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  Terms & Conditions                                                                                                                                     

Privacy Policy

Projects In Knowledge is committed to protecting the privacy and confidentiality of visitors to our Web site. While Projects In Knowledge does not require that you provide us with personally identifiable information in order to visit our Web site, please note that in order to participate in the continuing medical education activities that we provide, it will be necessary for you to register with us and provide this information.

About this Privacy Policy
www.projectsinknowledge.com is our Web site for physicians and allied health care professionals, although it is open to non-professionals as well. The purpose of projectsinknowledge.com is to provide continuing medical education for healthcare professionals, and is intended for use only by a licensed healthcare professional.

Projects In Knowledge is the name we use to refer to our entire company, even though our formal corporate name is Projects In Knowledge, Inc. When we refer to ourselves as "we" or "Projects In Knowledge," we mean our company, Projects In Knowledge, Inc., including any subsidiary that we control (for example, a subsidiary that we own). We may share information among our subsidiaries that we own or control, but it is always protected under the terms of this privacy policy.

This privacy policy applies only to the Projects In Knowledge Web site. You should read the privacy policy at each Web site that you visit after you leave our site. We are not responsible for how other Web sites treat your privacy, once you leave the Projects In Knowledge site.

Privacy Policy Changes
If we change our privacy policy, we will post those changes on this page. Users should check this policy to keep abreast of any changes.

Information We Collect
In this section of our privacy policy, we discuss the different types of information we may collect about you, and the ways in which we collect them.

Information We Collect from Unregistered Visitors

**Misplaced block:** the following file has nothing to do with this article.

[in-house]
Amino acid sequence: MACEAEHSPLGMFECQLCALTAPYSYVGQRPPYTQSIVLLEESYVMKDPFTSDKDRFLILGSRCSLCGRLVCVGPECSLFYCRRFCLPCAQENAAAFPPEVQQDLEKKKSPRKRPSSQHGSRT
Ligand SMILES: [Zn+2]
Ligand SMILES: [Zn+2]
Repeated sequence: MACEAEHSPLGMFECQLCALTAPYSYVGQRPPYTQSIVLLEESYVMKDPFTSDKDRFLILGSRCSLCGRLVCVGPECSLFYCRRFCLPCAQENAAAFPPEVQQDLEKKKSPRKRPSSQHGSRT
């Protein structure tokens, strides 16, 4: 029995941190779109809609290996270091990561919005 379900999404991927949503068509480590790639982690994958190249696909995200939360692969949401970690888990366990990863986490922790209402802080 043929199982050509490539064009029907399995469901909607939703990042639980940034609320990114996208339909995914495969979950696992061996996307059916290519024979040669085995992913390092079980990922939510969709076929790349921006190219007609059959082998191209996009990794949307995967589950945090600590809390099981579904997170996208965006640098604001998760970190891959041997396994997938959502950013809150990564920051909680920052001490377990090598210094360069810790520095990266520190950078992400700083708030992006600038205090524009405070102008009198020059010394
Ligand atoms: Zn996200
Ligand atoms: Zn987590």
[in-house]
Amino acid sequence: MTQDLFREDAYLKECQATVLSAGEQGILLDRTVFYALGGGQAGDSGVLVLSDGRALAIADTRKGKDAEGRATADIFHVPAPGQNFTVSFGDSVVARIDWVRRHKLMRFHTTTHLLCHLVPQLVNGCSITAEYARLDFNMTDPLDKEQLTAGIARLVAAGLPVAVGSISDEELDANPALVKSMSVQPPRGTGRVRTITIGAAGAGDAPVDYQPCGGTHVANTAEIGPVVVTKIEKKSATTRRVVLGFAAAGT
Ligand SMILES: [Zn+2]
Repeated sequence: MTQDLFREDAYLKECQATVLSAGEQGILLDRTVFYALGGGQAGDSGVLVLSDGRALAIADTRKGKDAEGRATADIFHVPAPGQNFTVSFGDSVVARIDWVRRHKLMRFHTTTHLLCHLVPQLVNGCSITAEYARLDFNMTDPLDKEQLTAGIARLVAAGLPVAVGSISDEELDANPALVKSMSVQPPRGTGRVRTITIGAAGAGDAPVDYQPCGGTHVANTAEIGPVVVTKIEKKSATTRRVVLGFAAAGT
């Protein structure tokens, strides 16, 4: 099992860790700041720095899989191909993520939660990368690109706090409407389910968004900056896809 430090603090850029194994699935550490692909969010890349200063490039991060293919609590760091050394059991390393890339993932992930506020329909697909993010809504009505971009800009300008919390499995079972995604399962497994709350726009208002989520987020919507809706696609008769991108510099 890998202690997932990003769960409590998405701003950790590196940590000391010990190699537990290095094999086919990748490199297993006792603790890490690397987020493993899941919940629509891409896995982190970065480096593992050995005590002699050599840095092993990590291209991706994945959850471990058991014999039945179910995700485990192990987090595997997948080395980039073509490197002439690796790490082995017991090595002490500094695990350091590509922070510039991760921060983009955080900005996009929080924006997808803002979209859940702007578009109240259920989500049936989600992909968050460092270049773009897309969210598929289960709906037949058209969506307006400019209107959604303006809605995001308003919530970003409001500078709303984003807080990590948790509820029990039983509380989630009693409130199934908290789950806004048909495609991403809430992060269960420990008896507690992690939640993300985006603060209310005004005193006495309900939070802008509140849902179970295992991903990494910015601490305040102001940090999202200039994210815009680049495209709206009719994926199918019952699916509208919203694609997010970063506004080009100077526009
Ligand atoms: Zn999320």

Visitors to our Web site can access the Web site's home page and browse the site without disclosing any personally identifiable information. We do track information provided to us by your browser, including the Web site you came from (known as the "referring URL"), the type of browser you use, the time and date of access, and other information that does not personally identify you.

Information We Collect When You Register
Customers registering on our Web site for continuing medical education activities we provide are asked to provide us with identifying information, such as name, contact information, and other identifying information. On our registration screens, we clearly label which information is required for registration, and which information is optional and may be given at your discretion.

On our registration screens you will also find a “Burning Question” field. Submission of a “Burning Question” is completely voluntary. By submitting a “Burning Question,” you grant Projects In Knowledge the right to share it with faculty to consider as they prepare their continuing medical education presentations.

Listserves
When you are using a listserve—or member-only discussion board— on our Web site, you are posting a message and your user name, which is available for all registered members to see. You should not post any information to our listserves you want to keep private. It is a condition of our Web site that when participating in a listserve, you do not:

  • Restrict or inhibit any other user from using the listserve
  • Post or transmit any unlawful, threatening, abusive, libelous, defamatory, obscene, vulgar, pornographic, profane or indecent information of any kind, including, without limitation, any transmission constituting or encouraging conduct that would constitute a criminal offense, give rise to civil liability or otherwise violate any local, state, national or foreign law